Oeoniella polysthachys

Wednesday, February 22, 2012

Angraecum sesquipedale

Angraecum sesquipedale

     The Latin interpretation of Angcm. sesquipedale is "measuring a foot and a half" (referring to the length of the flower from the tip of the dorsal sepal to the bottom of the nectary or spur as it is often referred to).  It is also referred to as the King of Angraecums. 
     It is from the east coast of Madagascar and grows on the trunk of trees (epiphyte) in slight shade or diffused light.  The plant can exceed 4 - 5 feet in the wild and will often grow in clumps.  Very seldom though will it grow that high in culture.
     One VERY IMPORTANT NOTE: this angraecum, along with so many others in the genera do not take kindly to having their roots messed with.  It is not uncommon for the plant NOT TO BLOOM for several years if the roots are disturbed (especially during re potting).  I highly recommend that when potting or placing in a basket that you use something at least 8 - 10 inches wide to start (even a seedling that may be only 4 - 6 inches high).  The sesquipedale has no dormant time, it grows year round.  The plant will eventually grow into whatever you may have place it in.  The media that I use is a combination of coconut husk, perlite or alifore, charcoal and pieces of tree fir.  Bark breaks down to rapidly here in So. Fla. and can cause problems within a year or two.  I also put some weight in the bottom of the container to try and prevent the wind from blowing the plant over and possibly snapping the stem.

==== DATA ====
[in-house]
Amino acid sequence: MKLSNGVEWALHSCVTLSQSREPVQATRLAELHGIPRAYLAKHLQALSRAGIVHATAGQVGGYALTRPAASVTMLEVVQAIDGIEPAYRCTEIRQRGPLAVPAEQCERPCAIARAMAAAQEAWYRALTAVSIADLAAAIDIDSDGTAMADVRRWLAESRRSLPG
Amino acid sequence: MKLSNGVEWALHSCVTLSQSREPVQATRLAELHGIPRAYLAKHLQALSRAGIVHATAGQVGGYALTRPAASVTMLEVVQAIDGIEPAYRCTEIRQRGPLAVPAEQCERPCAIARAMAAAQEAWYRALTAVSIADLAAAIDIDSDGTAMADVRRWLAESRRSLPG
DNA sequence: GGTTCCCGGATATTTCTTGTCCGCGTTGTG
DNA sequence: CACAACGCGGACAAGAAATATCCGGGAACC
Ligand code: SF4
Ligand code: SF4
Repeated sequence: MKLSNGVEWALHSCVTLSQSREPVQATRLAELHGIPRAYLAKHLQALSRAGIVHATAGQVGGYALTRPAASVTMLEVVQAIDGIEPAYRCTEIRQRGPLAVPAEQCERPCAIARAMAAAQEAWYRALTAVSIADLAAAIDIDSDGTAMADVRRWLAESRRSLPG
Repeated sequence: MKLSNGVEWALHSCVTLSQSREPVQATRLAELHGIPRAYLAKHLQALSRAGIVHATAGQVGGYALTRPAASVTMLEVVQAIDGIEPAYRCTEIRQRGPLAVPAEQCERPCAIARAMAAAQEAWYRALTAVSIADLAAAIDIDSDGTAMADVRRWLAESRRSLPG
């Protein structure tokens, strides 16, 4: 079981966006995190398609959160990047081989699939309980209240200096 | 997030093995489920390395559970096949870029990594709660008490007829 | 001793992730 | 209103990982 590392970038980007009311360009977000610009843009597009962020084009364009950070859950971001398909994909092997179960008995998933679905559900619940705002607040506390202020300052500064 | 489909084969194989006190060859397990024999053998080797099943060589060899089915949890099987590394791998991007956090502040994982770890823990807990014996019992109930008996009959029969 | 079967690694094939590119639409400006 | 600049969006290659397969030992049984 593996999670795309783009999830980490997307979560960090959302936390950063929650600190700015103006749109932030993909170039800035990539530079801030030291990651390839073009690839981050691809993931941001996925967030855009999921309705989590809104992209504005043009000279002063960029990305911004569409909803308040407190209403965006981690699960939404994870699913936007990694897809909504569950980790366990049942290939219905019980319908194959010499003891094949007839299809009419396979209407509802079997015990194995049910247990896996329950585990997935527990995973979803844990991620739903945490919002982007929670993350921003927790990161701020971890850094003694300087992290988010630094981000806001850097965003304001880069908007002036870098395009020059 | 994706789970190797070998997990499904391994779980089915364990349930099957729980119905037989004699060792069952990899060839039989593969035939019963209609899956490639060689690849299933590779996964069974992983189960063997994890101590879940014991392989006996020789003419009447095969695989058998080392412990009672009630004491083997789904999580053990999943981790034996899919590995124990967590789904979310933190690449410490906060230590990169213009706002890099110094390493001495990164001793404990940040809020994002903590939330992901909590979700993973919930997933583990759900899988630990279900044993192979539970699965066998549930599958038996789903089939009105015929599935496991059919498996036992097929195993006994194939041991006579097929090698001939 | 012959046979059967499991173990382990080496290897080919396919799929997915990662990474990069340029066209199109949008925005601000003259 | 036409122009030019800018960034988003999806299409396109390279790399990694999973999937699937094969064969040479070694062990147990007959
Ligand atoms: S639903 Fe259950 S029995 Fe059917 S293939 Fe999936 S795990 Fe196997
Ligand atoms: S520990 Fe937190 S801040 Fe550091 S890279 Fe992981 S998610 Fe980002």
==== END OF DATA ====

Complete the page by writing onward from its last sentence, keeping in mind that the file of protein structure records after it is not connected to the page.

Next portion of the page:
From mid May until mid November, I water the plants that are in pots or baskets at least twice a week.  Three times when the temps start hovering and exceeding the 90s.  In cooler months, I water no less than once a week.  I fertilize every 7 - 10 days and keep about a tablespoon of dynamite in the pots and baskets so that the plant is fed a minimal amount through each watering.  About once every 4 -6 weeks I will spray the plants with a systemic fungicide (particularly the bottom of the leaves).  I do keep a topical fungicide on hand always.
     The sesquipedale will bloom at any time from late November into early February.

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